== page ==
COVID led people to eat more plant-based foods – and stick with it
19 December 2022
Pandemic triggered uptick in plant-based food consumption, ProVeg survey finds
A new report published today by global food awareness organisation, ProVeg International, has found that a significant number of people began eating more plant-based foods during the height of the Covid-19 pandemic. The report, called “How did Covid-19 impact diets around the UK?”, also found that the switch to more plant-based eating continued as the pandemic subsided.
In September 2022, ProVeg International surveyed 1,000 UK residents about their eating habits before, during, and after the pandemic in order to compile the report. The results were conclusive: our diets have changed, and it seems for the better.
The survey found that, during the height of the pandemic:
- 46% of people agreed or strongly agreed that their eating habits had changed substantially;
- 39% said they ate a greater variety of foods;
- 26% agreed or strongly agreed that they ate fewer animal-based foods;
- 26% of people agreed or strongly agreed that they ate more plant-based foods;
- 18% of people agreed or strongly agreed that they had both increased consumption of plant foods and decreased consumption of animal products; and
- Of this 18%, 70% agreed or strongly agreed that they had maintained their new eating habits since the end of COVID restrictions, while only 28% agreed or strongly agreed that they had returned to their old eating habits
“These results clearly illustrate a move towards eating more plant-based foods and a move away from animal-based products,” Stephane Jaczniakowska-McGirr, Head of Corporate Engagement at ProVeg, said. “With this in mind, the future certainly looks bright for dietary change in favour of more plant-based foods in the UK,” she said.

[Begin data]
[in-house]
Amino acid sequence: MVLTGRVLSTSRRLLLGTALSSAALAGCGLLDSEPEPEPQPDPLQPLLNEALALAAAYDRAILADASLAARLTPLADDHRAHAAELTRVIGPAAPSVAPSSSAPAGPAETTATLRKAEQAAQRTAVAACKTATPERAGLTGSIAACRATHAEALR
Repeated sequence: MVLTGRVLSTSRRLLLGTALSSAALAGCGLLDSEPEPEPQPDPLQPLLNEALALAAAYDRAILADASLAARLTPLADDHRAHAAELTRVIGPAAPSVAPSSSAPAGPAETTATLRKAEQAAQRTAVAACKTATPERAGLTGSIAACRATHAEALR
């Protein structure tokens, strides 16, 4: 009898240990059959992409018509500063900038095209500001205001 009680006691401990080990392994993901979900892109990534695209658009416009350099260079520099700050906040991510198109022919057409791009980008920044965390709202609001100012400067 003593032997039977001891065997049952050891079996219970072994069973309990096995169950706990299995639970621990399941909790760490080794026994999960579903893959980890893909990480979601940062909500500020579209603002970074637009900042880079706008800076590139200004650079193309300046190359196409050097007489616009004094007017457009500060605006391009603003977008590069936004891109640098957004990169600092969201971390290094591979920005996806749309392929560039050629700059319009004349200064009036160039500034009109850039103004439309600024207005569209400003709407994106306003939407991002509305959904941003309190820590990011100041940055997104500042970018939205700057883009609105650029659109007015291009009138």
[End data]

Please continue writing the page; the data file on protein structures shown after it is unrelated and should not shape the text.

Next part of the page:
COVID impacted all areas of the food-supply chain, affecting farm production, food processing, logistics, and the transportation of supplies to stockists. As a direct result, consumers had to alter their purchasing habits and preferences, swapping some of their favourite foods for other options, and even trying some foods for the first time. Health motivations and a desire to enact compassion also led people to change their diet, along with the change in food availability.
“Although Covid-19 caused many negative impacts on people’s lives, it’s great to see that the pandemic has had a positive impact on people’s diets. It’s promising to see that many people increased their plant-based consumption during lockdown and have maintained this change moving forward,” Jaczniakowska-McGirr said.
Notes to Editors
For media inquiries, email Jasmine Barradell at [email protected]
About ProVeg International
ProVeg is an international food awareness organisation working to transform the global food system by replacing conventional animal-based products with plant-based and cultured alternatives.
ProVeg works with international decision-making bodies, governments, food producers, investors, the media, and the general public to help the world transition to a society and economy that are less dependent on animal agriculture and more sustainable for humans, animals, and the planet.
ProVeg has permanent-observer status with the UNFCCC, is accredited for UNEA, and has received the United Nations’ Momentum for Change Award. ProVeg also has Observer Status at the IPCC.